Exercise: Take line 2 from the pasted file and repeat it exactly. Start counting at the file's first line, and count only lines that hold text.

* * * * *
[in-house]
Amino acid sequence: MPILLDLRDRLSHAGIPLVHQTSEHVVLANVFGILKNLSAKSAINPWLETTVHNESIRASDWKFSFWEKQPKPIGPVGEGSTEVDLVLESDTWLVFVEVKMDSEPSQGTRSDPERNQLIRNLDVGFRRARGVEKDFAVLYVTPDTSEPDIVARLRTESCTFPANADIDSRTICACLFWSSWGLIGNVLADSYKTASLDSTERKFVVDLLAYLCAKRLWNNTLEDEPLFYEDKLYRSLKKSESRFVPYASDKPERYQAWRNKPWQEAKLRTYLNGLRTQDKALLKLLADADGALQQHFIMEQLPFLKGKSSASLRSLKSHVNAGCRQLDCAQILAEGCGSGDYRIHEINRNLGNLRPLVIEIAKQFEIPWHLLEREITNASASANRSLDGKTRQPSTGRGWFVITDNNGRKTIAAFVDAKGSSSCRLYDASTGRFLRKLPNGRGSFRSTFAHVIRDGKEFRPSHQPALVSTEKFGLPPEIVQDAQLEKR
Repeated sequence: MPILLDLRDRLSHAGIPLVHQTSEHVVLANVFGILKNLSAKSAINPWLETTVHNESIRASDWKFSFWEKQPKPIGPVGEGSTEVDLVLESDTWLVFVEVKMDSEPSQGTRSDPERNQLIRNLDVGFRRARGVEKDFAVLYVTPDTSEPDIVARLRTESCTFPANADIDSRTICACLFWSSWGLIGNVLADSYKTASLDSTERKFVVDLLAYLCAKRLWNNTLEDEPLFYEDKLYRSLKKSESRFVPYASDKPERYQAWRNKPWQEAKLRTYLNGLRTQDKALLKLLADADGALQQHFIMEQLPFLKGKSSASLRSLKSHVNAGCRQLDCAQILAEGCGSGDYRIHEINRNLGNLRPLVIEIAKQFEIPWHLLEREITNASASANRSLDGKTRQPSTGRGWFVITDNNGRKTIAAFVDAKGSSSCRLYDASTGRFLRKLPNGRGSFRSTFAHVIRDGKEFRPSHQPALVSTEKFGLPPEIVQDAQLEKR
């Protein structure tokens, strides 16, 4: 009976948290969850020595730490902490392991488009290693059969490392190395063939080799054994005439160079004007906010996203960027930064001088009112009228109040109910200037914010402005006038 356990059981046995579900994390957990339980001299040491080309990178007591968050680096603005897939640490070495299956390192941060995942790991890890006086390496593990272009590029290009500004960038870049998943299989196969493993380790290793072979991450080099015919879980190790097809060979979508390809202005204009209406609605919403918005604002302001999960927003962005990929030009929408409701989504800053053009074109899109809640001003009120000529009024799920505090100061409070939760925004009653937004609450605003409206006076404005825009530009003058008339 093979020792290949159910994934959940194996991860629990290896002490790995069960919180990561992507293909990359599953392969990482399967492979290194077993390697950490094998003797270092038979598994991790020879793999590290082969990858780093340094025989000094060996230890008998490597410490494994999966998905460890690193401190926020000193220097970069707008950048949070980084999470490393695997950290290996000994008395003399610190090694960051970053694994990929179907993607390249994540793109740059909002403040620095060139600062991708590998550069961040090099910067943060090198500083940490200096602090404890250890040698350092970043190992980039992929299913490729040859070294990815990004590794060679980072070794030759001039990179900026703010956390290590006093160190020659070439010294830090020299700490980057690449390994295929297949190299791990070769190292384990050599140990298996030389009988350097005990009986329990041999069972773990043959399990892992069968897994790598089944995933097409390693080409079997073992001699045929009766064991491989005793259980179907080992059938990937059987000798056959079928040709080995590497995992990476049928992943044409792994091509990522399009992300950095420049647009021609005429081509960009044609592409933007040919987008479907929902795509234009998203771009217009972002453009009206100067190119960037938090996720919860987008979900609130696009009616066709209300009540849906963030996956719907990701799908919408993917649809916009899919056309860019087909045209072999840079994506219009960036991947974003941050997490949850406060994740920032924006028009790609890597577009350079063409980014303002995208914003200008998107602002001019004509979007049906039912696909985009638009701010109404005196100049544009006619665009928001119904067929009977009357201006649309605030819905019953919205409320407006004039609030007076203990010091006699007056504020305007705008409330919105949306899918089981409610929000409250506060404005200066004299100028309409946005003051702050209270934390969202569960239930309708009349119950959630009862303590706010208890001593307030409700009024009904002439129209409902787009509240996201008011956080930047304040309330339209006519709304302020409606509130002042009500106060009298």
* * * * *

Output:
Amino acid sequence: MPILLDLRDRLSHAGIPLVHQTSEHVVLANVFGILKNLSAKSAINPWLETTVHNESIRASDWKFSFWEKQPKPIGPVGEGSTEVDLVLESDTWLVFVEVKMDSEPSQGTRSDPERNQLIRNLDVGFRRARGVEKDFAVLYVTPDTSEPDIVARLRTESCTFPANADIDSRTICACLFWSSWGLIGNVLADSYKTASLDSTERKFVVDLLAYLCAKRLWNNTLEDEPLFYEDKLYRSLKKSESRFVPYASDKPERYQAWRNKPWQEAKLRTYLNGLRTQDKALLKLLADADGALQQHFIMEQLPFLKGKSSASLRSLKSHVNAGCRQLDCAQILAEGCGSGDYRIHEINRNLGNLRPLVIEIAKQFEIPWHLLEREITNASASANRSLDGKTRQPSTGRGWFVITDNNGRKTIAAFVDAKGSSSCRLYDASTGRFLRKLPNGRGSFRSTFAHVIRDGKEFRPSHQPALVSTEKFGLPPEIVQDAQLEKR